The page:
India: 20 mn broadband connection by 2010




While speaking at the inauguration of 4th Broadband Tech India 2007, Mr. G.S Grover, member Services, Department of Telecommunications (DoT), Ministry of Communications & IT said that the international call rates will drop down to the level of domestic calls rates in the near future due the Voice over Internet Protocol (VoIP).The annual conference on broadband which is in it’s fourth year was organised by Bharat Exhibitions.


According to Mr Grover, the broadband revolution which has already started, will lead India into its next phase of economic growth. “Last time when the government reduced the entry fee and revenue share for international long distance license, the number of service providers jumped from four to 31 resulting in intense competition and lower costs to the users. Same situation is about to happen in this segment also,” added Mr. Grover.


The major issue which was slowing the growth in this segment was the speed, India, felt the industry representative, to offer bandwidth of not just 2 Mbps or 4Mbps but bandwidth of 20 Mbps to 40 Mbps as in Korea and Japan.


“Among all technology options for rural connectivity advanced wireless systems are the best suited. Among the various AWS options available, the one with minimal disruptions is the most preferred On this course CDMA 1XEVDO is the front runner”. said Mr B V Raman, Country Head CDG India.


While giving his keynote address Mr. Vijay Yadav, Managing Director for South Aisa, UT Starcom said that soon we would be able to have access to broadband of 2 Mbps or above speed anywhere in India at zero or near zero cost.” According to him this could touch off a new revolution in the country. Connecting over six lakh villages with broadband connectivity will help introduce the power of IPTV as an enabling tool that could eventually bring BPOs to locate in India’s villages.


According to Mr Grover, each year, over 10,000 villages, schools, hospitals and other public places would have broadband access. Today the country has about 2.7 million connections and by the year 2010 the number is expected to cross 20 million broadband connections.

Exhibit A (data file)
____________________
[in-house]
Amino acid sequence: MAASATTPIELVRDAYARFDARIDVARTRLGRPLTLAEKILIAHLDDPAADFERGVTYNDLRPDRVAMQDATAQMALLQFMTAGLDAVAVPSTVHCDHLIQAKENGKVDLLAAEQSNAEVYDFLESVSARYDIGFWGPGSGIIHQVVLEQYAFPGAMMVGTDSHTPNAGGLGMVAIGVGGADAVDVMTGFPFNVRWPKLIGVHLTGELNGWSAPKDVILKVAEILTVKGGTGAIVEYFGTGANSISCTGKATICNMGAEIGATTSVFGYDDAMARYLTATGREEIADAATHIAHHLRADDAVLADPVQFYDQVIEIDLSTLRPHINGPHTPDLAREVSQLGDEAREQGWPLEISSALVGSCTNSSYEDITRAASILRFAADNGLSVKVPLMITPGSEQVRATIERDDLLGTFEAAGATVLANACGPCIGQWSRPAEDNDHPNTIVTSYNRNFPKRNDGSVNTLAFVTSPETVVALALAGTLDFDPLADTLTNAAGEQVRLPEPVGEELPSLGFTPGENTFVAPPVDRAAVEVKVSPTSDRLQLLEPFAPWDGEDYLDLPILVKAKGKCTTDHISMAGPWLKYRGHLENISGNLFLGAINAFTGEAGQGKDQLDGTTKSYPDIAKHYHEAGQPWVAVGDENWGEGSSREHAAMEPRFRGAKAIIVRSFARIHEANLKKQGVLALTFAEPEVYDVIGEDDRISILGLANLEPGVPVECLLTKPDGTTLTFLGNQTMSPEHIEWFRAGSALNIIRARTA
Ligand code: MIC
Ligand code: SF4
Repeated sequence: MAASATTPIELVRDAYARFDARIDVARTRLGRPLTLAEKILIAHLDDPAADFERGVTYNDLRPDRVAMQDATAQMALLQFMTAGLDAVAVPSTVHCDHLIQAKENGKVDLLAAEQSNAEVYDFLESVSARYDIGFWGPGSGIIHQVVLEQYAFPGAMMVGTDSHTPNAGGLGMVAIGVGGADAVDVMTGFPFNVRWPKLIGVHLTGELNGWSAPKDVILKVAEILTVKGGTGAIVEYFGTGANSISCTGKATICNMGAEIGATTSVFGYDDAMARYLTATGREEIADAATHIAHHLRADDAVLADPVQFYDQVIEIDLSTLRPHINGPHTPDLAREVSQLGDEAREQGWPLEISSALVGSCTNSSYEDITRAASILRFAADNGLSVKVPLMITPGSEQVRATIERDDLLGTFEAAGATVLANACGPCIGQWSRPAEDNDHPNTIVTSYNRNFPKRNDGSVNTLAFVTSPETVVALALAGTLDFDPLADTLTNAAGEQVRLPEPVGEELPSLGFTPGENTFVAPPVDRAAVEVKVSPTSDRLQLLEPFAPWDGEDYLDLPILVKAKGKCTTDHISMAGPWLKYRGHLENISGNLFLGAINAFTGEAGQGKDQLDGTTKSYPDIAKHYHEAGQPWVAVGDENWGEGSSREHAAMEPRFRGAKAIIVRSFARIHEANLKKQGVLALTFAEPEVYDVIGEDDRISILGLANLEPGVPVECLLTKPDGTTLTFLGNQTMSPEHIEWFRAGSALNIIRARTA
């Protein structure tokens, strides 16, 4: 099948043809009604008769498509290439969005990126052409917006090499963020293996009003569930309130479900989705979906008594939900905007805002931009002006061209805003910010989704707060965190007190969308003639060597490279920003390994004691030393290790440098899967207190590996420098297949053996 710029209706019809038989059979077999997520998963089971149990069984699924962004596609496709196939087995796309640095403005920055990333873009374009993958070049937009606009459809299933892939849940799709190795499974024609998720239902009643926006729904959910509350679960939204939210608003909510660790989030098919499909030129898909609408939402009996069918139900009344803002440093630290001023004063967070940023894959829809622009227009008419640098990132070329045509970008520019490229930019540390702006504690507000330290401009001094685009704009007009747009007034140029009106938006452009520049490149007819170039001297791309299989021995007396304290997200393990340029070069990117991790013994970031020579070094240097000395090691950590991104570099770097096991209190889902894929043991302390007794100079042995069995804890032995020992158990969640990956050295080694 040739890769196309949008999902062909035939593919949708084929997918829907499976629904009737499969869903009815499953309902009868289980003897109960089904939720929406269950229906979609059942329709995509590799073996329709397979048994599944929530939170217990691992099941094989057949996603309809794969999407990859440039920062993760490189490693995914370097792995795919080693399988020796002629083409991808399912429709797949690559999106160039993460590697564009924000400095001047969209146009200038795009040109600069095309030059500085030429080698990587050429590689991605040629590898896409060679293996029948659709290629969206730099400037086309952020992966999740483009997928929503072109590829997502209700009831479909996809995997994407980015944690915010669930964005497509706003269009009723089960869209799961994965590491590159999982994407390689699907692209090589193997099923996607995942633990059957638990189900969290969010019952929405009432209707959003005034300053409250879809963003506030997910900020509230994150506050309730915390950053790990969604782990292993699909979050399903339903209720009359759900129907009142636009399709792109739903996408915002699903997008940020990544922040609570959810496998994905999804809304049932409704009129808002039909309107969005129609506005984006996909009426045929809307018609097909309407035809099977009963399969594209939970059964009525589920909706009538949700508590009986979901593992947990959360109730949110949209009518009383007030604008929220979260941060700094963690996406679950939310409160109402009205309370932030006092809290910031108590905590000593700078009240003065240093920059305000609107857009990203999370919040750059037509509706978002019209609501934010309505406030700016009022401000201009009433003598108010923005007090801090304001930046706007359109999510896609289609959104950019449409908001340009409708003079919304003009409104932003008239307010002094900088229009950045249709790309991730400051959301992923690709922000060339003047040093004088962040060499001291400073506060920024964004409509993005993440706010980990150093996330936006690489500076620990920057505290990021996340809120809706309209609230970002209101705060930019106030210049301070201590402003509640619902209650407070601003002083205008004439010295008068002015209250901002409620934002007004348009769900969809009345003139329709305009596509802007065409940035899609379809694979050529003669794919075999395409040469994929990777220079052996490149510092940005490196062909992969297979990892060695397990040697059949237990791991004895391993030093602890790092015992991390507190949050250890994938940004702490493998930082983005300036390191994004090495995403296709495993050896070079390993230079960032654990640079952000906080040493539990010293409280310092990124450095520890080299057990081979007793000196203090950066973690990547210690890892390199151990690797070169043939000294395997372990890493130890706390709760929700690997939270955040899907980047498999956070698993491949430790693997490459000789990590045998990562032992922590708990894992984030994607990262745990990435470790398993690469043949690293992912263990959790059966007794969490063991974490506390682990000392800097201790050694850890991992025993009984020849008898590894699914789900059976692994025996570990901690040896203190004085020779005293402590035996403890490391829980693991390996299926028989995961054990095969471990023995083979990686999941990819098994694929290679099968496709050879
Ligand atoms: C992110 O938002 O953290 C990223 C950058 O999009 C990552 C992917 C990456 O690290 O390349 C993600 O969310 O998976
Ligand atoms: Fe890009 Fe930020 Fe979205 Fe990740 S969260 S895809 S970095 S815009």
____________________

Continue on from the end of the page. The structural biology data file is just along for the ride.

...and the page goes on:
To make broadband a success story in India, 2 Mbps and above connected needs to be made free or near free and be charged only on the basis of usage of content. “Providing free access for connecting to villages across the country and also enabling villagers connect with government from their village will be it its. High bandwidth would touch off- high usage in distant education, e-medicine, distance health care and entertainment. The Commercial Houses would find opening to a huge consumer market through this connectivity,” said Mr Yadav. “We can call it a “button revolution” as Indian villagers would respond more to video rather than to data and to flicking of a button rather than working with a keypad,” he further added.


Adding to this Mr. Kuldip Singh, Director (Technical), MTNL, “On our part, we are already giving 2.5 Mbps broadband connectivity as a part of the new telephone connection free. The customer will be billed for usage only.” The service provider for the Delhi and Mumbai metros has strengthened its network with MPLS technology so that all broadband users get the basic 2 Mbps bandwidth without fail. While according to BSNL Director, Rajendra Singh, BSNL was planning a widespread rollout of broadband connectivity across the country. To begin with the company is planning to provide broadband connectivity over wire-line to 25,000 villages and another 25,000 villages through Wi-Max to begin with, while the inaccessible interior would be connected using satellites.


While giving his key note address, the TRAI’s Principal adviser Mr. Lav Gupta pointed out that 90 per cent of the present 2.7 million connections were getting only 256 Kbps bandwidth. According to him the challenges before the broadband service providers would is that the costs of providing the service and the content was becoming costly. While Ms Usha Rajeev, Leader Info -com Practice, Price water Cooper suggested that the involvement of all stake holders in getting a low cost network is of utmost importance.


Bharti Airtel chief of strategy Shankar Halder also cautioned the service providers to first ensure that there were compelling reasons for users to go for broadband through effective content. “Otherwise they will not use it” he added.